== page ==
The individualized family service plan (IFSP) provides the framework for early intervention, including home and community visits. The plan typically includes strengths, needs, outcomes/goals and services to be provided. The IFSP also sets the agenda for home visits.
How IFSP Goals are Identified
In Tennessee, service coordinators are dedicated to just that: coordinating services for children with special needs. This includes early intervention services.
One of their roles is working with the family and other team members to develop the IFSP.
In the Southeast District, service coordinators have been trained to conduct the Routines-Based Interview (RBI). The RBI is a clinical, semi-structured interview that (a) establishes a positive relationship with the family; (b) obtains a rich and thick description of child and family functioning; and (c) results in a list of outcomes/goals chosen by the family.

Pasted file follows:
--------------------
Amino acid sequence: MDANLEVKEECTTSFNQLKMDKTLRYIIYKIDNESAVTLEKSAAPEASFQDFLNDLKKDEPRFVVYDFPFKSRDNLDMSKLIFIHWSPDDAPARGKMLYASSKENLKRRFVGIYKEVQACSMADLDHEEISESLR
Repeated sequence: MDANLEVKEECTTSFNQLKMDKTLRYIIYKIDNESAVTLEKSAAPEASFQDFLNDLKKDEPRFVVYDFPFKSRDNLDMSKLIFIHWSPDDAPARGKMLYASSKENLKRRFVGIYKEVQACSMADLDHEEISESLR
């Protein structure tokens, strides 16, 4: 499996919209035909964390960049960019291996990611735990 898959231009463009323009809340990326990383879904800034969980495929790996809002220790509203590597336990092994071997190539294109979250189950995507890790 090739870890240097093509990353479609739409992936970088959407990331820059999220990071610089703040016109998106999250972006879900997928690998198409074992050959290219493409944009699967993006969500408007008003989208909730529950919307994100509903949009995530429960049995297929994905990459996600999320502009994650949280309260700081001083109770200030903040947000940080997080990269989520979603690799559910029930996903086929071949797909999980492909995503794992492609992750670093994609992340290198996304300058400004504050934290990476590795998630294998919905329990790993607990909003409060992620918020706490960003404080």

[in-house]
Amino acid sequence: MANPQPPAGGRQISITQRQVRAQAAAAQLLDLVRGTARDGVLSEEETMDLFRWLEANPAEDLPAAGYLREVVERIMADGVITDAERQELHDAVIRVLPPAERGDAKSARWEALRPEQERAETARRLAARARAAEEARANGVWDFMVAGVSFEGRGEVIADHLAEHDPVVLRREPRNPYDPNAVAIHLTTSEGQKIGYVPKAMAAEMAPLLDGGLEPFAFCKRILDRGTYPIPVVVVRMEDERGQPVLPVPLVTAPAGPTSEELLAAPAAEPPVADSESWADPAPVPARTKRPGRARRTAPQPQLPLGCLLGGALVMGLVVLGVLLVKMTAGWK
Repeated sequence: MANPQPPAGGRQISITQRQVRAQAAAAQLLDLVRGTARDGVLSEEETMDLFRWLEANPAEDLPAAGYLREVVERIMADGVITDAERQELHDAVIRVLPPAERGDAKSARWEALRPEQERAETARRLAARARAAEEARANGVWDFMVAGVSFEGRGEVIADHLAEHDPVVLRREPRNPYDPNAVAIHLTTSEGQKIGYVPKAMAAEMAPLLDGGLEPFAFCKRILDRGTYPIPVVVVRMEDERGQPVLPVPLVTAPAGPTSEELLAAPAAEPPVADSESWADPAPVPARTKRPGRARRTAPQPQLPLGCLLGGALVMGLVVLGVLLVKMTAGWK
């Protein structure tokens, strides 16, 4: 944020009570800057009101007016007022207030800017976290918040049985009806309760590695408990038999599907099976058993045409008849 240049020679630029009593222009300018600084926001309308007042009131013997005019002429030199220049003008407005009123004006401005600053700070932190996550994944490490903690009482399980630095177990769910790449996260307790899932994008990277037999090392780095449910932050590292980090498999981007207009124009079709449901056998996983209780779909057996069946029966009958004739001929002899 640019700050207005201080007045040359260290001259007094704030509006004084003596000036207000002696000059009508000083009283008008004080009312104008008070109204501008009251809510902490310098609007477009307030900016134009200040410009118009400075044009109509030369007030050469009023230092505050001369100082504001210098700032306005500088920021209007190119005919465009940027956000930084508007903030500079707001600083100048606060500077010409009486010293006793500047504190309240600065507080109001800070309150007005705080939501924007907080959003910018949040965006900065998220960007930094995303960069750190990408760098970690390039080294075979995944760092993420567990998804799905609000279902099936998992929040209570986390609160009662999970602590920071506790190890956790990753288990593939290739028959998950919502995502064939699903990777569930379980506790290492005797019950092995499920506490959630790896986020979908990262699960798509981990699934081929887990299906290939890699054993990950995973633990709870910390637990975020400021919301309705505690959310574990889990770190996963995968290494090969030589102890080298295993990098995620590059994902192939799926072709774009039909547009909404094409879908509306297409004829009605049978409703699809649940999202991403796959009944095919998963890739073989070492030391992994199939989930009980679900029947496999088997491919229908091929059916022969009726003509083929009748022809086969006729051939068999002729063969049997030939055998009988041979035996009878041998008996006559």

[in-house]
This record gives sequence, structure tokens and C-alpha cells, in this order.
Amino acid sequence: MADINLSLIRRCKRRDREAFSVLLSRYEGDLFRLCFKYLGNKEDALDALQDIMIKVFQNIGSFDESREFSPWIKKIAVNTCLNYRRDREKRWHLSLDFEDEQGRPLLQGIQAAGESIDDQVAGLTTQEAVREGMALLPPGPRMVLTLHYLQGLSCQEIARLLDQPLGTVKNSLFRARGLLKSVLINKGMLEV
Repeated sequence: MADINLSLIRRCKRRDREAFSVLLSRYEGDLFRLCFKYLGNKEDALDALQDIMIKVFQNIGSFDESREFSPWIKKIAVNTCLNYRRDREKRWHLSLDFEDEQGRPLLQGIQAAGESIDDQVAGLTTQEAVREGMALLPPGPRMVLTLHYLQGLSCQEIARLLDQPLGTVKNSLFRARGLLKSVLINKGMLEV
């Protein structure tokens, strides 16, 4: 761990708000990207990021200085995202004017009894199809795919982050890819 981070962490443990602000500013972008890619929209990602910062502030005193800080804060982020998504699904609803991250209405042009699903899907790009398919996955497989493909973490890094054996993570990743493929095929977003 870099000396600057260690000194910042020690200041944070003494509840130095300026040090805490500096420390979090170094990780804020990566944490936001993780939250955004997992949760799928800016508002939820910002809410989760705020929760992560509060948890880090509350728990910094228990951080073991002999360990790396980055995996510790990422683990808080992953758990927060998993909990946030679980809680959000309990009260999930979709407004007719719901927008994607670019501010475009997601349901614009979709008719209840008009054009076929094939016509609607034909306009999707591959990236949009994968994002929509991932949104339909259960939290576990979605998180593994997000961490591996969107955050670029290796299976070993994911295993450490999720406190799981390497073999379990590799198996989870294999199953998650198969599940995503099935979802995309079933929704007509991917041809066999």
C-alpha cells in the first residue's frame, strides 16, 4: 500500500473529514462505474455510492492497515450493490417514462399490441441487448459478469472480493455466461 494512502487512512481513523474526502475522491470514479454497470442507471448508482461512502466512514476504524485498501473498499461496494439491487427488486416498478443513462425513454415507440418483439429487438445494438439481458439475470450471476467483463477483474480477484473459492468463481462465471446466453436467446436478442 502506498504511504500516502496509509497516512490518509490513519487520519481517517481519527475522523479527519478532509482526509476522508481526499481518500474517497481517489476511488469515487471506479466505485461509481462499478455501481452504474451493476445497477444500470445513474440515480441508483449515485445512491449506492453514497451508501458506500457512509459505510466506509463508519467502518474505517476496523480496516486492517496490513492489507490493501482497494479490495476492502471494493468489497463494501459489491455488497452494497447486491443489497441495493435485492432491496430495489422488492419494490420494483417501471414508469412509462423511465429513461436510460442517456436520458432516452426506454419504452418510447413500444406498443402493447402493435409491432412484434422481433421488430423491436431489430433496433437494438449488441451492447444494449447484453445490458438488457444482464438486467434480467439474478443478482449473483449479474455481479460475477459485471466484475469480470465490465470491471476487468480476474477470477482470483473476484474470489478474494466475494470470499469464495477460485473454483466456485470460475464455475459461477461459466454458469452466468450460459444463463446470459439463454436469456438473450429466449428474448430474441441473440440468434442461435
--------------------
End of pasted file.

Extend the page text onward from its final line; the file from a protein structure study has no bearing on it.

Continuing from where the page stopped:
In the RBI, the interviewer asks (a) what the family's main concerns are; (b) what goes on, in great detail, during each part of the day; (c) what 6-12 things the parents would like the child or family to accomplish, with the team; and (d) what the order of importance is for those goals. The quality of goals chosen is very important for support-based home visiting to be successful.
Child and Family Goals
Goals are either child-level goals or family-level-goals. For example, a child-level goal might be "Carlos will participate in bath time, meals and play time by sitting by himself." Then, some ways to measure whether this goal is met or not can be established. For example, we know that Carlos can do this when (a) he sits by himself for five minutes (b) at bath time, one meal or play time in one day, (c) for three days in a row.
Family level goals need a minimum of one measurement criterion, too. For example, a family goal might be "Gloria and Hector will spend at least one hour together without children every two weeks for eight weeks."